Cassina purchased Zanotta with the aim of utilising its international distribution network to expand its reach, but stated that the brand retain autonomy over its product range, which includes seminal designs such as the Mazzandro stool by Achille and Pier Giacomo Castiglioni (above).
"We will guarantee ample operational autonomy to this formidable brand so that it can continue its creative journey through the search for new talent and the enhancement of its exceptional product portfolio," said Cassina CEO Luca Fuso.
"Like Cassina, Zanotta has such a rich history defined by iconic products," he told Dezeen. "I therefore believe that the brand has incredible potential and deserves to grow and be appreciated worldwide."
Cassina to help Zanotta "make the most of its potential"
Zanotta was created in 1954 by Aurelio Zanotta and was initially focused on producing soft furnishings such as sofas and armchairs, which at the time were largely made in upholstery workshops.
In 2017, fellow Italian furniture company Tecno became a majority stakeholder in the company, with the aim of giving both brands better access to international markets.
Today, Zanotta is available in 700 stores across 50 countries, with further international expansion in the works under Cassina's leadership.
"Following these years of intense work, which have brought Zanotta back into the spotlight, I am happy that this wonderful company can continue its journey side by side with an important player like Cassina, who will help it to make the most of its potential," said Giuliano Mosconi, the CEO of Tecno/Zanotta group.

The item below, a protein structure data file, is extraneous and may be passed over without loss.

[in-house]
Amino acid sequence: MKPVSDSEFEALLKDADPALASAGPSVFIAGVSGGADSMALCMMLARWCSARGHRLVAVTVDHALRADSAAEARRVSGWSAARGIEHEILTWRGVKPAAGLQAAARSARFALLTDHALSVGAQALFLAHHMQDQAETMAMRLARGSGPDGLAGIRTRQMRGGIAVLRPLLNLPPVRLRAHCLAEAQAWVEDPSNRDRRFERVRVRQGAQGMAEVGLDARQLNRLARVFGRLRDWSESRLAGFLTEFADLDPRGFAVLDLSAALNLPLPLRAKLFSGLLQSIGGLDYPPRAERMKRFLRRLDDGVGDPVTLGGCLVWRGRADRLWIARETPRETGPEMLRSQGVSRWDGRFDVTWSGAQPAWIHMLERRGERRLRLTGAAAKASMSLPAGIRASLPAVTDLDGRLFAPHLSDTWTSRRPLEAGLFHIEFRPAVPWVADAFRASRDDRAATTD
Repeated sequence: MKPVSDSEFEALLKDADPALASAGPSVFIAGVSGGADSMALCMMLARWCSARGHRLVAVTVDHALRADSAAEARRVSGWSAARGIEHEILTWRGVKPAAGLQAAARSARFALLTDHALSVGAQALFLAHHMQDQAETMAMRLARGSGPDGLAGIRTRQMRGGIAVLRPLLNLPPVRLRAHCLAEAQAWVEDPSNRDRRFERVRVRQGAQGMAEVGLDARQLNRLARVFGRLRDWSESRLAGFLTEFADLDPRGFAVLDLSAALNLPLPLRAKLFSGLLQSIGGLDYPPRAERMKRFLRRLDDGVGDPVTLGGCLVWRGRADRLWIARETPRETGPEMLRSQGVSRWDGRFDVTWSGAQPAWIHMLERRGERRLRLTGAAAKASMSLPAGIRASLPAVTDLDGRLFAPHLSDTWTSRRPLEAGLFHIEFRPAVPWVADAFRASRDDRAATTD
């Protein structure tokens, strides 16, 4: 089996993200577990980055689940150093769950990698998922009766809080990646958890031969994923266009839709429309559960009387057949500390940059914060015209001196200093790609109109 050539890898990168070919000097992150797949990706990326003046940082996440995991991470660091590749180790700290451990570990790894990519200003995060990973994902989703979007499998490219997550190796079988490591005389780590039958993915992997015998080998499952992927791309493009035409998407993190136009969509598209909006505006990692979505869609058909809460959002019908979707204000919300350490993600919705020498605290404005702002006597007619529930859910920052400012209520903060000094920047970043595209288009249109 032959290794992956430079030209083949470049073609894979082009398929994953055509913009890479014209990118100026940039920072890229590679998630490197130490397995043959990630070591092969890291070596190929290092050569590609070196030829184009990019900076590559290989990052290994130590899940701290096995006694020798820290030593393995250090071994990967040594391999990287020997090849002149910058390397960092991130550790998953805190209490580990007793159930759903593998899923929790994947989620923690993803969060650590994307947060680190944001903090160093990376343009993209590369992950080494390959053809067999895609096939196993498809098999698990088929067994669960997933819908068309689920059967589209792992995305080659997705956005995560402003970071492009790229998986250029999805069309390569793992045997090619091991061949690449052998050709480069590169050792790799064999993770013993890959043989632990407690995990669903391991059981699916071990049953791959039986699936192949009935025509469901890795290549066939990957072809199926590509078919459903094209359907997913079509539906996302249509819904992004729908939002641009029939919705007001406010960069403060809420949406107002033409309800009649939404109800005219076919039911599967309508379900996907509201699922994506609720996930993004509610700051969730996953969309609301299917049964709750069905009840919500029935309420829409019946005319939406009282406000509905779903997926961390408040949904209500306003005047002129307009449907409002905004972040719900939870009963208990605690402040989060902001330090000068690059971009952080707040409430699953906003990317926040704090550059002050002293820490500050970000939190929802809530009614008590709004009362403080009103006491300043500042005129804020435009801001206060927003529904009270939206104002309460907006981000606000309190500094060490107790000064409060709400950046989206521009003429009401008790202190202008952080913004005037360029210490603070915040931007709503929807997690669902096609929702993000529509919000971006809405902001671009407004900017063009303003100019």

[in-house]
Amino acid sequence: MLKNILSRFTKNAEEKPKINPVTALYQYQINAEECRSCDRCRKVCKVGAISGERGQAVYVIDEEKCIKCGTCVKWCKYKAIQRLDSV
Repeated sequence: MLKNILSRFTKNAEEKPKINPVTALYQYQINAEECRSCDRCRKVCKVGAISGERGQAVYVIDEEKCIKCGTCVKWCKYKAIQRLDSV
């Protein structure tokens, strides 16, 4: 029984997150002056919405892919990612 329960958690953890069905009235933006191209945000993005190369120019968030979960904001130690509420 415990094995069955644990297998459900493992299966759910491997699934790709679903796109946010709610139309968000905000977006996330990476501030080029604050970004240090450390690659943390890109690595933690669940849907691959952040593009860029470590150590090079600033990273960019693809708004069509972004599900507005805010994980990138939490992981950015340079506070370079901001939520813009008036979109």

Italian brands are continuing to consolidate to scale up
The move is the latest in a long line of consolidations in the Italian furniture industry.
US office furniture giant Haworth Lifestyle Design previously bought a majority stake in Cassina as well as a number of other heritage design brands including Cappellini and Alias when it acquired Italian furniture group Poltrona Frau in 2014.
Since then, the Haworth Lifestyle Design group has expanded to include Italian design brand Interni and the Luxury Living Group, which produces and distributes the furniture lines of major luxury brands including Versace, Dolce & Gabbana, Bentley and Bugatti.
Cappellini creative director Giulio Cappellini previously told Dezeen that the consolidation had given his brand a much-needed advantage internationally.
"It's not enough to do nice products; we need the possibility to promote the products everywhere in the world," Cappellini said.
"The problem with a lot of Italian companies is that they may be very well known worldwide, with lots of products in different art museums, but really they are too small for the international market."